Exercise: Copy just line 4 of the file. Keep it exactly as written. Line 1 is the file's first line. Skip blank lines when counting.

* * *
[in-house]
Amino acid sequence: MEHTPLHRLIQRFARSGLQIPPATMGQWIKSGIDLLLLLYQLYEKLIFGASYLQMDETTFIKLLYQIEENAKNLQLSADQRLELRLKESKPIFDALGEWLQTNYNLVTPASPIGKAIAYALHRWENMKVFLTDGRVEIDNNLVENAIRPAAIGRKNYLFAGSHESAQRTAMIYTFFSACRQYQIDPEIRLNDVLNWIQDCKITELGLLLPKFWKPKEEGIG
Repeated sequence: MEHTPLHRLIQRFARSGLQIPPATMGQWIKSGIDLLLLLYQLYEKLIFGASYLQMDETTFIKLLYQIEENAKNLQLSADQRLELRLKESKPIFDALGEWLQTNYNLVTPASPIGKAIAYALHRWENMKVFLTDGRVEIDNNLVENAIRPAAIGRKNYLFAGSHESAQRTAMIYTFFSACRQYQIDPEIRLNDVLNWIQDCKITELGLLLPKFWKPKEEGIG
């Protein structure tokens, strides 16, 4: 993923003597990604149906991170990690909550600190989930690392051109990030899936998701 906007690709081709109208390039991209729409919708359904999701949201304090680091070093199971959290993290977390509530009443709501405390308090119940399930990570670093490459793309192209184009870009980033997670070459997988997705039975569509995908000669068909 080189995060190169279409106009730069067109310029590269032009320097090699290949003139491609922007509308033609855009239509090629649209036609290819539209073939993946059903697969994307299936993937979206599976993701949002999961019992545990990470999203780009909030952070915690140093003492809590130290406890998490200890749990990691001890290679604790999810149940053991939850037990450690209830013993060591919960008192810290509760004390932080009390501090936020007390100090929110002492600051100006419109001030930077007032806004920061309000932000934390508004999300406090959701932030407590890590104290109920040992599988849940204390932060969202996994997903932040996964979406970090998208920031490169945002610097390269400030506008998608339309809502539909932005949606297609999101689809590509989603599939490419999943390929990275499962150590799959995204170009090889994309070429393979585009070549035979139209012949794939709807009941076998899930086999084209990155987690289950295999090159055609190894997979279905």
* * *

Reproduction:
């Protein structure tokens, strides 16, 4: 993923003597990604149906991170990690909550600190989930690392051109990030899936998701 906007690709081709109208390039991209729409919708359904999701949201304090680091070093199971959290993290977390509530009443709501405390308090119940399930990570670093490459793309192209184009870009980033997670070459997988997705039975569509995908000669068909 080189995060190169279409106009730069067109310029590269032009320097090699290949003139491609922007509308033609855009239509090629649209036609290819539209073939993946059903697969994307299936993937979206599976993701949002999961019992545990990470999203780009909030952070915690140093003492809590130290406890998490200890749990990691001890290679604790999810149940053991939850037990450690209830013993060591919960008192810290509760004390932080009390501090936020007390100090929110002492600051100006419109001030930077007032806004920061309000932000934390508004999300406090959701932030407590890590104290109920040992599988849940204390932060969202996994997903932040996964979406970090998208920031490169945002610097390269400030506008998608339309809502539909932005949606297609999101689809590509989603599939490419999943390929990275499962150590799959995204170009090889994309070429393979585009070549035979139209012949794939709807009941076998899930086999084209990155987690289950295999090159055609190894997979279905």